Here is a link to the bare metal version of the code.

11/14/2018 – PSOC vs Arduino nano – Round 1

Finally…today I got my nano boards.  I ordered them on 9/30/2018, and, well 45 days later, I received them.  The main issue that I have is that the seller told me a week after I ordered them that I should expect them within a week.  Seems what he really meant to say is that it would take about another month or more to get them.  Water under the bridge as they say.  (You also get what you pay for, and 5 nanos for only $10.53 isn’t that bad I guess).

So, I soldered the headers on one of the boards, uploaded the program to the board (it uses the old bootloader), and suddenly the little test loop program that could fire solenoids was running.  It was relatively painless except for the fact that the Arduino IDE doesn’t like to program it twice in a row without closing out the program and restarting it.  (It seems to default to looking for the elf file in a location that doesn’t exist).

So I’ve set up the program to act like there are two solenoid wings attached to the board.  A solenoid wing has four inputs, and four MOSFETs for driving a solenoid, so in total there are eight solenoids being polled, and it is controlling eight outputs turning the MOSFETs on and off.  There is enough logic to drive the solenoids for certain period of time for an initial kick and to PWM a single coil flipper.  There is no serial controlling logic to allow a host computer to kick a solenoid, or even read the current state of the inputs from a “rules” computer.  That will come a little later.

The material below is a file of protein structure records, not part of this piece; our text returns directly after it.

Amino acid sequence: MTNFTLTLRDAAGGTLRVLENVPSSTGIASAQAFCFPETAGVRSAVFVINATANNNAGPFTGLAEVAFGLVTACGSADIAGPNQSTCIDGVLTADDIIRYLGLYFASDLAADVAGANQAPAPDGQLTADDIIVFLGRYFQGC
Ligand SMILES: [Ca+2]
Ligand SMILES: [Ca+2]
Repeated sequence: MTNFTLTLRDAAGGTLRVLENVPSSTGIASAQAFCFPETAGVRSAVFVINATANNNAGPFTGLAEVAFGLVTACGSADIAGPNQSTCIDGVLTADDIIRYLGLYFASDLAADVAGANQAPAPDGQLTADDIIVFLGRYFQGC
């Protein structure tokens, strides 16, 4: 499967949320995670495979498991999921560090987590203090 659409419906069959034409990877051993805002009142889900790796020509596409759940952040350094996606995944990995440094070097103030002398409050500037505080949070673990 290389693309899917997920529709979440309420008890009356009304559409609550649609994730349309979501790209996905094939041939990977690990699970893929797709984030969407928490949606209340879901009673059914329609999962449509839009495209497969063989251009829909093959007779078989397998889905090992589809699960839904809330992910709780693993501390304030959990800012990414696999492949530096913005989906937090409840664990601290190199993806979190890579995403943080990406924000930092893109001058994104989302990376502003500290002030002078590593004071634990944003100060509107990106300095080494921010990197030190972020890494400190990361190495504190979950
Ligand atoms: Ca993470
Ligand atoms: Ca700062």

At the end of the main loop, I pulse Pin13 (the one attached to the LED) high and then back low to give a quick pulse.  This is a really easy way to do timings to figure out how long it takes to execute the main loop.  After throwing the logic analyzer on Pin13, I got an initial measurement of 488 us.  Hmmm, that is pretty darn slow, especially since I am not doing a lot of the other processing that is necessary to allow a pinball system to work.  Let’s say that the initial pulse is set to 32 ms.  32 ms +/- 488 us has an error of over 1.5%.  I have not tried to “optimize” the program in any way.  There are many websites, that talk about ditching the Arduino framework and bare metal programming the processor.  That will be my next step.  It is an interesting first marker in the sand.

Let’s go over to the PSOC and see how fast it runs its main loop.  I instrumented it up so that bit 4.3 is gives a rising pulse each time the main loop is completed.  (Note:  These timings are with no serial traffic occurring, so there is almost no jitter in the signal).  The PSOC board is configured with the following 4 wings:  neo-pixel, input, solenoid and incandescent.  (The incandescent wing was chosen, because even when idling, it defaults to blinking the incandescent lights so in white wood mode, the lamps can easily be tested)  With that configuration, the main loop occurs every 84.5 us to 86 us, or about 11,500 per second.  The loop rate seems sufficiently high that the error should not affect the power of pop bumpers.  SS3 uses 32 ms for the pop bumpers/slingshots, so 32 ms +/- 86 us or an error of .3%.

As I get more time in the next couple of weeks, I’ll try to bare metal program the Arduino to see if I can get the rate much higher.  Here is a link to the Arduino nano program.

11/3/2018 – Using incandescent wing as HiVolt inputs

Every once in a while, somebody starts emailing me about a technical question and after a couple of emails, a solution is created, and all the information disappears into the ether.  Maybe others could use this information, but I rarely take the time to put the solution out for others to benefit.  Well, since I’m still waiting for my Arduino nano boards, I will take this time to bring up one of those small projects.